Lectures on Physics has been derived from Benjamin Crowell's Light and Matter series of free introductory textbooks on physics. See the editorial for more information....


"Okay. Your duties are as follows: Get Breen. I don't care how you get him, but get him soon. That faker! He posed for twenty years as a scientist without ever being apprehended. Well, I'm going to do some apprehending that'll make all previous apprehending look like no apprehension at all. You with me?" "Yes," said Battle, very much confused. "What's that thing you have?" "Piggy-back heat-ray. You transpose the air in its path into an unstable isotope which tends to carry all energy as heat. Then you shoot your juice light, or whatever along the isotopic path and you burn whatever's on the receiving end. You want a few?" "No," said Battle. "I have my gats. What else have you got for offense and defense?" Underbottam opened a cabinet and proudly waved an arm. "Everything," he said. "Disintegraters, heat-rays, bombs of every type. And impenetrable shields of energy, massive and portable. What more do I need?"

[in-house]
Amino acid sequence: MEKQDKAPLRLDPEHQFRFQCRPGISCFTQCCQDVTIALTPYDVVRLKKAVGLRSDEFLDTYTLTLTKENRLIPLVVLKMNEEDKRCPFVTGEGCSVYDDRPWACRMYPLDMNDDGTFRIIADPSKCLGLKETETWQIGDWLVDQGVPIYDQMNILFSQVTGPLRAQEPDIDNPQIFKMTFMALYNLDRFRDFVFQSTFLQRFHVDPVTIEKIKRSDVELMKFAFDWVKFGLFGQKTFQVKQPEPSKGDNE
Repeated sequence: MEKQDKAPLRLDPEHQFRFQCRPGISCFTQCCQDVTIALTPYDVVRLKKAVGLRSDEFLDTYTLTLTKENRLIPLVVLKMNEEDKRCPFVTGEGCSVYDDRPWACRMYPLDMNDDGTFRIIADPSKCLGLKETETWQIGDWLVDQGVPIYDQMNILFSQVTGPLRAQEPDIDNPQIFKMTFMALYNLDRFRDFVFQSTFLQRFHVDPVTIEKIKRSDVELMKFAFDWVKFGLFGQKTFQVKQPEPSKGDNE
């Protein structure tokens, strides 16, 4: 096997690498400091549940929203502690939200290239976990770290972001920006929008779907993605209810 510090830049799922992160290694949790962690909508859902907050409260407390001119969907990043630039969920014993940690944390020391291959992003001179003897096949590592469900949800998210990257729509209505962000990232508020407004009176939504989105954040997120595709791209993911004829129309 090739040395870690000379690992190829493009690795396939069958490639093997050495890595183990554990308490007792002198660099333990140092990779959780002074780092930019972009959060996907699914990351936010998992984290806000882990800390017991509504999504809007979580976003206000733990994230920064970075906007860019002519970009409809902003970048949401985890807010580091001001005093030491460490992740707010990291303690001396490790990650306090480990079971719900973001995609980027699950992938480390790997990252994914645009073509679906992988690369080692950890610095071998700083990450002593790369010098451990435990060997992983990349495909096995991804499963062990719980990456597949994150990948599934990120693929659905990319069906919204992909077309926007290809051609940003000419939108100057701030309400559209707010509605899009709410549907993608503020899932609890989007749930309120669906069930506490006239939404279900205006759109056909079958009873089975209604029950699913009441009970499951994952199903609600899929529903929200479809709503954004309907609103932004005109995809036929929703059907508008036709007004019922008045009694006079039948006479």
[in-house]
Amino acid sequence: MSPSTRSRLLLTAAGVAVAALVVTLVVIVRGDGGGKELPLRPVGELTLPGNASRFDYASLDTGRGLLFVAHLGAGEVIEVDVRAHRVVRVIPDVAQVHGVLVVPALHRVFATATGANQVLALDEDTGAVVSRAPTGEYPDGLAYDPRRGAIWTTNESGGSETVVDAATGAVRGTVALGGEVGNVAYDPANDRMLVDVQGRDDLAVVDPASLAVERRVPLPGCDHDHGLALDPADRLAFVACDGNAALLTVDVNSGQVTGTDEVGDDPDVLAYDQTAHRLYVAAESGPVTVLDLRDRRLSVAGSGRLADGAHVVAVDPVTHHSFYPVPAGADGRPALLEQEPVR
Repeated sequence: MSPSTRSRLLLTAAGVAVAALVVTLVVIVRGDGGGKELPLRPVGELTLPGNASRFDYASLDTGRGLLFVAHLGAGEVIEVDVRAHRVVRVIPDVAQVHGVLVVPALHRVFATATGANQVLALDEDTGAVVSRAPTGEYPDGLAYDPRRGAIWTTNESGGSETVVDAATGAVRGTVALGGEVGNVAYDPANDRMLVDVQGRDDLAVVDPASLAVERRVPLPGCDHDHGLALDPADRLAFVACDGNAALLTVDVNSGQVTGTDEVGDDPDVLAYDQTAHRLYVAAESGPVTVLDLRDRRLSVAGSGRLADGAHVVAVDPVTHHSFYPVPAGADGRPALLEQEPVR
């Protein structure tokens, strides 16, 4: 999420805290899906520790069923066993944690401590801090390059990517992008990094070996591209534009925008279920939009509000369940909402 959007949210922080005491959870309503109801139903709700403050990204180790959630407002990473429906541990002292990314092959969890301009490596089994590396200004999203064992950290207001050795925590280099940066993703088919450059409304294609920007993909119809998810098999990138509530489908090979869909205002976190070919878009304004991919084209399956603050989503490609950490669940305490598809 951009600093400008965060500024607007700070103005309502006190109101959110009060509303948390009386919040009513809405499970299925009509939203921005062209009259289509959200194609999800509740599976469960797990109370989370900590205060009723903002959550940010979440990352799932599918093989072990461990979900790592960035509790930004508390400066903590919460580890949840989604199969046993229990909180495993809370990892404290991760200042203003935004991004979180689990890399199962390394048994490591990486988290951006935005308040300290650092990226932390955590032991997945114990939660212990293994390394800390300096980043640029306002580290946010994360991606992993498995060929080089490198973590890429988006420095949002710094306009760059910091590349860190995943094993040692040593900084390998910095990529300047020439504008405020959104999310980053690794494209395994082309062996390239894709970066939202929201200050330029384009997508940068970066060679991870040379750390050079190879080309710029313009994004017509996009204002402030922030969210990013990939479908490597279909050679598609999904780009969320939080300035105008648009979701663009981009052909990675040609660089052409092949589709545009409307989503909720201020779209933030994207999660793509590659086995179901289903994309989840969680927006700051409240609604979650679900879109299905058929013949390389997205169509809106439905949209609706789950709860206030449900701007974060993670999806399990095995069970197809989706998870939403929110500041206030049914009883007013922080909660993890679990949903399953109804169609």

From THE REVERSIBLE REVOLUTIONS by Cecil Corwin, Cosmic Stories, March 1941. Art by Morey, Bok, Kyle, Hunt, Forte. Copyright expired.

Cutting-edge science readily infiltrates popular culture, though some times in garbled form. The Newtonian imagination populated the universe mostly with that nice solid stuff called matter, which was made of little hard balls called atoms. In the early twentieth century, consumers of pulp fiction and popularized science began to hear of a new image of the universe, full of x-rays, N-rays, and Hertzian waves. What they were beginning to soak up through their skins was a drastic revision of Newton's concept of a universe made of chunks of matter which happened to interact via forces. In the newly emerging picture, the universe was made of force, or, to be more technically accurate, of ripples in universal fields of force. Unlike the average reader of Cosmic Stories in 1941, you now possess enough technical background to understand what a "force field" really is.

Last Update: 2009-06-21